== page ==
Highland councillors 'horrified' at cost of £936-a-day education chief
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The SNP group at Highland Council has hit back after the local authority claimed that the appointment process for the £936-a-day interim education chief was approved in advance.
Revelations that Paul Senior is to be paid £244,296 for the year sparked fury from MSPs, councillors and members of the public both for the size of the pay cheque and for the manner in which it was agreed.
The recruitment process, concluded during lockdown, led to a reduced appointments panel that was agreed to by the so-called Member Gold Group – involving senior administration officials and the SNP opposition.
A council spokeswoman said: “An alternative approach was agreed by the council’s member recruitment panel in February this year to attract a high-calibre candidate with a track record in education leadership and improvement.
“This was noted at the council meeting in March 2020. Recruitment was concluded during lockdown, with an appointments panel on a reduced scale agreed by the Member Gold Group for this purpose on April 13. This was reported to council in June 2020.”
However, the SNP co-leaders Maxine Smith and Ian Cockburn said there was more to it than that and maintained they were unaware of the huge sums involved.
Councillor Smith said: “The member gold team that met during the pandemic, of which we were part, agreed that they should keep looking for an education officer.
“After that we heard nothing until we were advised, after the fact, that someone had been appointed at such high cost. We were in shock, along with the rest of the councillors and the public.
“The administration in Highland Council will have a tough time persuading the public and government that the council is short of money when they are about to spend £250,000 on a wage for a new education consultant.”
Those claims were echoed by Conservative group leader Councillor Andrew Jarvie, who said: “I have a formal place on the recruitment panel and was originally invited.
“However, after I raised a number of concerns about it, I received no further invite or information about the interviews.
“The secrecy and feeling of being cut out for questioning a process must be one large reason why this council cannot attract people.
“I was utterly horrified to learn of this cost, especially after I seem to have been cut out of the recruitment process after I raised concerns.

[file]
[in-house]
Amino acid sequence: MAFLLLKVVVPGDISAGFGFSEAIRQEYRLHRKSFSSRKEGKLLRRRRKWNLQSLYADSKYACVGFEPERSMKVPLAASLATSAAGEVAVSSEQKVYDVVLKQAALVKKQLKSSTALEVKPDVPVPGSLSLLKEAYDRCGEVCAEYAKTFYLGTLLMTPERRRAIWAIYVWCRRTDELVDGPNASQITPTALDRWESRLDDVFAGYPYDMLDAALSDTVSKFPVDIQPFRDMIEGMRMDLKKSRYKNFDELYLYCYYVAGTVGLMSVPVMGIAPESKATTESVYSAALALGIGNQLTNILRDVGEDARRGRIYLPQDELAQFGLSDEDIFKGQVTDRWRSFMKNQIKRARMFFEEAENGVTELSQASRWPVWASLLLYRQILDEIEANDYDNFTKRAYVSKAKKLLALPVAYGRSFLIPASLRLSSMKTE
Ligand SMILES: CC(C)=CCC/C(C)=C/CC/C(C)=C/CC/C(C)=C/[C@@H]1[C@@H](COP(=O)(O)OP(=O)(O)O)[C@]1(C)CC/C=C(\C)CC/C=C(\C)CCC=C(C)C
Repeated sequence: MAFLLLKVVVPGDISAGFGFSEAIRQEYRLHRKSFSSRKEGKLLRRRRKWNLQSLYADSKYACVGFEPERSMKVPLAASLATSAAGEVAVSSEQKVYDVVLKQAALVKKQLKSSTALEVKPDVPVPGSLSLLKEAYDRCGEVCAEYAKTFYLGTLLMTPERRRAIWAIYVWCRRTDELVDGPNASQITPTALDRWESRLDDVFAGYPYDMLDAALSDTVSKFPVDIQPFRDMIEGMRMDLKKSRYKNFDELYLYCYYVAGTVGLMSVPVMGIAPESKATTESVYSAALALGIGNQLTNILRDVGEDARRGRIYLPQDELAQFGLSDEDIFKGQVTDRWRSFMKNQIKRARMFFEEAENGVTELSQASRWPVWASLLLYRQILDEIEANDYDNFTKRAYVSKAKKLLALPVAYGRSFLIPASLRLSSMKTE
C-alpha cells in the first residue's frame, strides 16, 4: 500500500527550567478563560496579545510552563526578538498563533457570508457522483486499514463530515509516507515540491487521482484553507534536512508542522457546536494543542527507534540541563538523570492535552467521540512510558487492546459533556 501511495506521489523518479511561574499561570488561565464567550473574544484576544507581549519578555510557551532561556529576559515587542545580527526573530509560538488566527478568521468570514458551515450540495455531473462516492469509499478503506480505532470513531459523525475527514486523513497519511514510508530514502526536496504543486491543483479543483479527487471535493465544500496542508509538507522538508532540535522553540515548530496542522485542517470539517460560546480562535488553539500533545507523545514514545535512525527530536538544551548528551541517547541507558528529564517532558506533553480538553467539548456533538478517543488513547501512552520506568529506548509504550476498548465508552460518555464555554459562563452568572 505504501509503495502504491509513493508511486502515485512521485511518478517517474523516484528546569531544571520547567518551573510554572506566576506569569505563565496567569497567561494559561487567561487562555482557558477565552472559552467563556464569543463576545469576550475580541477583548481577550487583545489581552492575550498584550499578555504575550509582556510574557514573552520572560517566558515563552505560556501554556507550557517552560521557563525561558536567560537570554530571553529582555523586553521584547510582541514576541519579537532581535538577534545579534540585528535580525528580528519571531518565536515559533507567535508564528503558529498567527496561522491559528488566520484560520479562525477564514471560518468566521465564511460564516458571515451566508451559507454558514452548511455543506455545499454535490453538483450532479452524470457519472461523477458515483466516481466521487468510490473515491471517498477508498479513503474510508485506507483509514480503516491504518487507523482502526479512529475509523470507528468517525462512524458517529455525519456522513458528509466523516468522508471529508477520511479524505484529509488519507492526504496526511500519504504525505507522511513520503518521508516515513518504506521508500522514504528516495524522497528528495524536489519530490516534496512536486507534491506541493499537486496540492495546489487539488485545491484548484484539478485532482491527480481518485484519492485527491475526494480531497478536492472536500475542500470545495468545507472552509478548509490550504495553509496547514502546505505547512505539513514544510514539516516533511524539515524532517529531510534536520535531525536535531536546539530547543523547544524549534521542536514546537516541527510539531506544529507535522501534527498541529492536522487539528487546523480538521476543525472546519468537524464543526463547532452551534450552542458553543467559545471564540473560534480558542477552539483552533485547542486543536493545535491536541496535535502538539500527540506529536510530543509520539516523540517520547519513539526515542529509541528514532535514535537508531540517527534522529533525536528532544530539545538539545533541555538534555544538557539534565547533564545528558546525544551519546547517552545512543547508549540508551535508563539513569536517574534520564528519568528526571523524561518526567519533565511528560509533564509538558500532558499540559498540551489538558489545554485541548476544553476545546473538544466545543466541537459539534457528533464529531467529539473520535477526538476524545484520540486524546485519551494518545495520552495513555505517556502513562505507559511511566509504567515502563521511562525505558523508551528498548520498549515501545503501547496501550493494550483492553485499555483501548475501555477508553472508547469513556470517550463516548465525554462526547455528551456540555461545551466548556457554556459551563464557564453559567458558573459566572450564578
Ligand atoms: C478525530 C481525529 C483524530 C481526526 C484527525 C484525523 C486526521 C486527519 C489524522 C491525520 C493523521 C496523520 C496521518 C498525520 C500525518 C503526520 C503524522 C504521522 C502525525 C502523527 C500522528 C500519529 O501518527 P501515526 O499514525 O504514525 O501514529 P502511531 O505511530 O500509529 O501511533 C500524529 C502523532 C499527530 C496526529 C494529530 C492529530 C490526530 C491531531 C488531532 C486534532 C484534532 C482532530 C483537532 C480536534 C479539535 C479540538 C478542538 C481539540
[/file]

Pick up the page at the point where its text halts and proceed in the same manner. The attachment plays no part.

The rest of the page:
“The cost is completely unjustifiable. The Prime Minister earns £415 per day which only further highlights the obscene fee of £936 per day.
“This is the only post which the council has struggled to fill so the chief executive has serious questions to answer on how, given her education background, this council can’t attract senior education staff.”
In light of Mr Senior’s contract, the SNP has also questioned the council’s projections of its financial black hole – revising the original estimates that ranged from £47 million to £98 million down to around £32 million.
Councillor Cockburn said: “The administration have been announcing with great verbosity that it will be in debt this year from somewhere in the region of £47 million to £98 million million due to Covid-19, some 4.5 times more than any other local authority in Scotland.
“We now have been advised of a new figure of £32 million. There is no doubt that due to the pandemic there will be added costs to try to recover but we need to see the calculations.
“It is therefore prudent that in a bad economic situation you do not compound it with what can only be described as very poor judgement by the council administration leaders at this time by paying over the odds by a factor of 100 per cent for a temporary executive chief officer for education, even though that position needed filling.”
A Highland Council spokeswoman said: “The minutes of the recruitment panel held in council headquarters, Inverness, on February 14 show the cross-party councillors’ decision to agree to procure the services of a head-hunting agency in order to assist with the recruitment process for an executive chief officer – education and learning.”
It was agreed by councillors Alasdair Christie, Margaret Davidson, John Finlayson, Jimmy Gray, Andrew Jarvie, Bill Lobban and Graham Mackenzie.
But during the lockdown the recruitment panel was reduced in size on April 13 due to the pandemic and then just over a week later “in place of the shortened appointments panel” it was agreed that chief executive Donna Manson and Councillor Finlayson would make the appointment on a fixed-term basis only.